Archie Vol.1: The New Riverdale by Mark Waid

Archie Vol. 1: The New Riverdale
by: Mark Waid

Archie The New Riverdale

America’s Favorite Teenager, Archie Andrews, is reborn in the pages of this must-have graphic novel collecting the first six issues of the comic book series that everyone is talking about. Meet Riverdale High teen Archie, his oddball, food-loving best friend Jughead, girl-next-door Betty and well-to-do snob Veronica Lodge as they embark on a modern reimagining of the beloved Archie world. It’s all here: the love triangle, friendship, humor, charm and lots of fun – but with a decidedly modern twist. – Goodreads

I love Archie, you know the old comics in those little books. I remember Archie being one of the first comics I ever read along with Garfield and Peanuts along with For Better or For Worse and of course, Calvin and Hobbes. Man, the memories of all these comics are just great. I loved the simple art and the colorful characters particularly in these books. I probably read Archie before I should be however, they were on sale at some second hand book sale that we went to for a quarter or something and my mom let me have it. If I look hard enough, I’m sure I still have them in one of my boxes when I moved. While I am skeptical of renewing the Archie series, the new series Riverdale which is really just inspired by the Archie characters gave me slightly more confidence to finally pick up the first volume to give it a go.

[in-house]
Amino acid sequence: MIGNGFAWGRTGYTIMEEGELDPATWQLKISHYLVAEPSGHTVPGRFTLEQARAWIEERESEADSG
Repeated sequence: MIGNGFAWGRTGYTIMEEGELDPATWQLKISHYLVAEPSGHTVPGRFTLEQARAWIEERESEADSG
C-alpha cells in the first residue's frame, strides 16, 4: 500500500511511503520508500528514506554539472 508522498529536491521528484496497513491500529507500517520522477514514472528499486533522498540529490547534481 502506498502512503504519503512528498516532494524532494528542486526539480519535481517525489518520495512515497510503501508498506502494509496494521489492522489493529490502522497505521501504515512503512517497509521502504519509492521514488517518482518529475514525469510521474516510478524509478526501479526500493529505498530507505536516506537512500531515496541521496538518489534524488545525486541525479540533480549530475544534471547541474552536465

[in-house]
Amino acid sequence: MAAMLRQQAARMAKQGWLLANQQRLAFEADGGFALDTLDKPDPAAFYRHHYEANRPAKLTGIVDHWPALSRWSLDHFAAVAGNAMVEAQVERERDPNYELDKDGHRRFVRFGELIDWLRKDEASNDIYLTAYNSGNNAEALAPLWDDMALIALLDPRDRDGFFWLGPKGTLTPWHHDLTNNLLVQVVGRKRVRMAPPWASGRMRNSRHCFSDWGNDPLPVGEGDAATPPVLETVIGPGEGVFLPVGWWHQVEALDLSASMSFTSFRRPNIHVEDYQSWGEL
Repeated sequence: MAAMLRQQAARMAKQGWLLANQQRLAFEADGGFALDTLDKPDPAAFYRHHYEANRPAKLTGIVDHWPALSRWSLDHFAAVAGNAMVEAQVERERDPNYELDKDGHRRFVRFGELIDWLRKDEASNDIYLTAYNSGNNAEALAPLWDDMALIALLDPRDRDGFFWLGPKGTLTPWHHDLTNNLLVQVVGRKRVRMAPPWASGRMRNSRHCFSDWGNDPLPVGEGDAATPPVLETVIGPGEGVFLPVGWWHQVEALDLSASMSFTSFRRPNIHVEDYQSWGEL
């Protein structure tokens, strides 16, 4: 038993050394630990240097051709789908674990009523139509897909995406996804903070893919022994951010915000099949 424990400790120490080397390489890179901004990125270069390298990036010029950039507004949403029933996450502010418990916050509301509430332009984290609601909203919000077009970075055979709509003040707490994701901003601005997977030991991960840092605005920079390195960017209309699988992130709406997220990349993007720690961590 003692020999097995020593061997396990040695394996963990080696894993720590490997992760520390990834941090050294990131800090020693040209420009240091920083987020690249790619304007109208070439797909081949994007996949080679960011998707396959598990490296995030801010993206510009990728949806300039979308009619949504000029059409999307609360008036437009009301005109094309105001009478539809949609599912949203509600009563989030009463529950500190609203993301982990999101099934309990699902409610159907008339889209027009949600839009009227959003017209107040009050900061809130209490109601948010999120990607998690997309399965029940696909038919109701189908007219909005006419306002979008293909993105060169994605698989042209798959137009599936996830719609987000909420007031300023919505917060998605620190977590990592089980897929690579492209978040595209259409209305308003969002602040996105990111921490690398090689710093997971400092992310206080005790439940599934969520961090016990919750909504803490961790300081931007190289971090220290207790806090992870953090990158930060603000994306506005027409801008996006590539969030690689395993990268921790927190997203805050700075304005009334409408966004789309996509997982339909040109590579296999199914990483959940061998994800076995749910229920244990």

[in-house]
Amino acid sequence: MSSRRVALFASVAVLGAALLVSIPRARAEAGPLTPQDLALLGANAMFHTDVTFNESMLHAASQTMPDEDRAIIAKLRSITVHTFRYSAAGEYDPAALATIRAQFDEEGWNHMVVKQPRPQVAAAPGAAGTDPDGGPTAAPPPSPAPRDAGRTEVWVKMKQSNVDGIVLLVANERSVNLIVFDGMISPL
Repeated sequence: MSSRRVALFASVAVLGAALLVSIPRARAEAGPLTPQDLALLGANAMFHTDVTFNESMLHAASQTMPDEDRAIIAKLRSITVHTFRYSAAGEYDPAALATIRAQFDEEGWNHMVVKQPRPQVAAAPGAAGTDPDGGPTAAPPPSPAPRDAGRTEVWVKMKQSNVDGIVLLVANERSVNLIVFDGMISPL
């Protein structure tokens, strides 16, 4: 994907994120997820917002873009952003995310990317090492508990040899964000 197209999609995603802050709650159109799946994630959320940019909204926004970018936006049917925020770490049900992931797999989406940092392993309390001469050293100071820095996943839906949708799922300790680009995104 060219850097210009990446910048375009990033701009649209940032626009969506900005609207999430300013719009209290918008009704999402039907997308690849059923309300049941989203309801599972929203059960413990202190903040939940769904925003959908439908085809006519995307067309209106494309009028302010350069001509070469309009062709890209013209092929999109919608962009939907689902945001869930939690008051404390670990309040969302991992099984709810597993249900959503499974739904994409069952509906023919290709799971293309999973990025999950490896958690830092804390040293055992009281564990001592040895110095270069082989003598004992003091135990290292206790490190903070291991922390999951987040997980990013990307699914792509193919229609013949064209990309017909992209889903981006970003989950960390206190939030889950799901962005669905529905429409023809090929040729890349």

The New Riverdale is the title of the first volume of the new Archie. Let’s just start with the art. The art style is beautiful and a little more graphic novel-esque, which I do enjoy. On top of that, the characters are a little more developed than from what I’ve read when I was younger however still holding their personality and individual charm. All the familiar faces are still there and it does stay true to the old comics while giving it a little more flair. Perhaps I’m a little skewed in my mind because I have been introduced to a darker Riverdale because of the new TV series so I like the fact that this one seems a little more mature and somehow seems like it grew up as I did (kind of…).